There is this book (set), that was originally published a few hundred years ago (way before the copyright duration starts), but then recently published again, with some additions, in 1991, and in that 1991 version, the title cover says "all rights reserved. " and something like "forbidden to reproduce" etc.

I'm assuming the company that is publishing it must have some kind of rights to it, but still, do they really have full rights the the actual contents of the book?

To give some more context / details about this case, from the wikipedia article about these books:

The work was published originally in two parts. The first part, Torah Or, was first printed in 5597 (1837) in Kopust, with treatises, most of them from 5556 (1796) through the end of 5572 (1812), covering Genesis and Exodus, the first two books of the Pentateuch, with several discourses on Shavuot and Pesach. The second half was published in Zhitomir in 5608 (1848) under the title Likutei Torah, covering Leviticus, Numbers and Deuteronomy, the final three books of the Pentateuch, Song Of Songs, the festivals, Rosh Hashana and Yom Kippur.2

So it was published in two parts, but the latest the original versions were published were 1848. Now, the cover page of the modern printing says:

enter image description here

The key part of the statement is the following line:

All rights reserved, including the right to reproduce this book or portions thereof, in any form, without prior permission,
in writing, from the publisher, except by a reviewer who wishes to quote brief passages.
5761 • 2001
Manufactured in the United States of America
Library of Congress Cataloging-in-Publication Data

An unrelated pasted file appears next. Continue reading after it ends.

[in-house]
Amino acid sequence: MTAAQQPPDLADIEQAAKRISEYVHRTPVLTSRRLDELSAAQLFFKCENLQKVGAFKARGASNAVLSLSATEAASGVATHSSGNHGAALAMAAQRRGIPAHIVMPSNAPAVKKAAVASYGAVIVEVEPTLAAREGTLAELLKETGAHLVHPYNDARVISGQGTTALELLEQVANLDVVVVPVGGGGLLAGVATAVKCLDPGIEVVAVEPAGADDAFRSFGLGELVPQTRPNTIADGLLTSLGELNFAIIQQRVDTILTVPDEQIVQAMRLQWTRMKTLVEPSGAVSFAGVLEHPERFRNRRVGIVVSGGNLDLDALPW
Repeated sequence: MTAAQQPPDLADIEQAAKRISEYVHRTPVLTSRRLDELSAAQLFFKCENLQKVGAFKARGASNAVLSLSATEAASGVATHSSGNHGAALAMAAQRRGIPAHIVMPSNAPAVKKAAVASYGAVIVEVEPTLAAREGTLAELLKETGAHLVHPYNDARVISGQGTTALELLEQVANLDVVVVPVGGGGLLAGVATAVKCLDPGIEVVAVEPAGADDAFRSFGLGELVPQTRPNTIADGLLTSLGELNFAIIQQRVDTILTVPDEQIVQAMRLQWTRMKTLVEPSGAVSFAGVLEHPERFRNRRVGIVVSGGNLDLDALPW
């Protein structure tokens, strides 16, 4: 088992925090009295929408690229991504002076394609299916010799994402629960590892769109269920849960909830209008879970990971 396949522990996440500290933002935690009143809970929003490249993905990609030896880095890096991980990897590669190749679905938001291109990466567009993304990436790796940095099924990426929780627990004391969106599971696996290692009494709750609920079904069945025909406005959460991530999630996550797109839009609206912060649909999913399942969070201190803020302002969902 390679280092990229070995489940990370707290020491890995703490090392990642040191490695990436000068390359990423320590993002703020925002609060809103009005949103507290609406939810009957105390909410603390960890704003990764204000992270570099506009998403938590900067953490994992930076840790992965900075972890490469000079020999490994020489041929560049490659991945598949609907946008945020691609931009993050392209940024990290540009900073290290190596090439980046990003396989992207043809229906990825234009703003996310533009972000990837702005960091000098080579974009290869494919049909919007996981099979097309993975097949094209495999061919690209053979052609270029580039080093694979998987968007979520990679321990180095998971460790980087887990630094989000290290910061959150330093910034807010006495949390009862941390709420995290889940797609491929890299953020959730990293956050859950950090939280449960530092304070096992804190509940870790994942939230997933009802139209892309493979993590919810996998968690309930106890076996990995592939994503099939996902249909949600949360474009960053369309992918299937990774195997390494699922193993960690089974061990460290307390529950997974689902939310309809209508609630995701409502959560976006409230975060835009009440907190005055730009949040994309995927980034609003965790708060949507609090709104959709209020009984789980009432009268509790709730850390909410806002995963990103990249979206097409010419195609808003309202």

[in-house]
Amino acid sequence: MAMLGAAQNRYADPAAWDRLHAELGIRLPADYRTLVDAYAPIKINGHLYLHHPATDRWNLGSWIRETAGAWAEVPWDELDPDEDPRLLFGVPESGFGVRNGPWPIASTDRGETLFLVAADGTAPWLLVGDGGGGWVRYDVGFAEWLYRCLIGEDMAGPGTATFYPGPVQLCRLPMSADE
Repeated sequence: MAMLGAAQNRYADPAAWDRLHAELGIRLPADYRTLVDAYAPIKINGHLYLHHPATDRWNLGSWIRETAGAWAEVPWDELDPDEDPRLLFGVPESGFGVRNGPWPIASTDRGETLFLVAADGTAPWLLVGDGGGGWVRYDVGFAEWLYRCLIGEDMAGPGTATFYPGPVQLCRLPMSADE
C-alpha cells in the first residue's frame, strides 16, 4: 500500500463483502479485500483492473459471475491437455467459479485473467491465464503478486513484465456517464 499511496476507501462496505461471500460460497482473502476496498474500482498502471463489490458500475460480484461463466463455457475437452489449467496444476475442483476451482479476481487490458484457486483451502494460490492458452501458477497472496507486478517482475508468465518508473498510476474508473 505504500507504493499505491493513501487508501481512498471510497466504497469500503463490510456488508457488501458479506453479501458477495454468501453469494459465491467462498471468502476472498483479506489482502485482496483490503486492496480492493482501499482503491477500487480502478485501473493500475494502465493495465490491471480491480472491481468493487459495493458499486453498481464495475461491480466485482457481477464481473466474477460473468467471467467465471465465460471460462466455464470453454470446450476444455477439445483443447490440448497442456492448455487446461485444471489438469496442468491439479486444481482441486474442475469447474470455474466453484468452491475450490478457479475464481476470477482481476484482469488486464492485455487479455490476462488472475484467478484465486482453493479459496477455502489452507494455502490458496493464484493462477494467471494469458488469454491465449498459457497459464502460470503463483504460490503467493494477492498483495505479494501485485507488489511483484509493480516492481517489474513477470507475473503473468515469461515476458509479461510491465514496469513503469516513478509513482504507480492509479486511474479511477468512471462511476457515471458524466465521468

Shneur Zalman, of Lyady, 1745-1813

So there seems to be 2 contradictory things in that statement: #1, it says that it's copyright and published in 2001, but at the bottom, it mentions the original authors name, and says explicit when we lived, which based on that, seemingly would mean that it is in the public domain. Possibly when it was first published, it wasn't necessarily copyrighted, so maybe that changes things. From the official copyright law website, section 302:

  1. Duration of copyright: Works created on or after January 1, 19784 (a) In General.—Copyright in a work created on or after January 1, 1978, subsists from its creation and, except as provided by the following subsections, endures for a term consisting of the life of the author and 70 years after the author’s death.

(b) Joint Works.—In the case of a joint work prepared by two or more authors who did not work for hire, the copyright endures for a term consisting of the life of the last surviving author and 70 years after such last surviving author’s death.

(c) Anonymous Works, Pseudonymous Works, and Works Made for Hire.—In the case of an anonymous work, a pseudonymous work, or a work made for hire, the copyright endures for a term of 95 years from the year of its first publication, or a term of 120 years from the year of its creation, whichever expires first. If, before the end of such term, the identity of one or more of the authors of an anonymous or pseudonymous work is revealed in the records of a registration made for that work under subsections (a) or (d) of section 408, or in the records provided by this subsection, the copyright in the work endures for the term specified by subsection (a) or (b), based on the life of the author or authors whose identity has been revealed. Any person having an interest in the copyright in an anonymous or pseudonymous work may at any time record, in records to be maintained by the Copyright Office for that purpose, a statement identifying one or more authors of the work; the statement shall also identify the person filing it, the nature of that person’s interest, the source of the information recorded, and the particular work affected, and shall comply in form and content with requirements that the Register of Copyrights shall prescribe by regulation.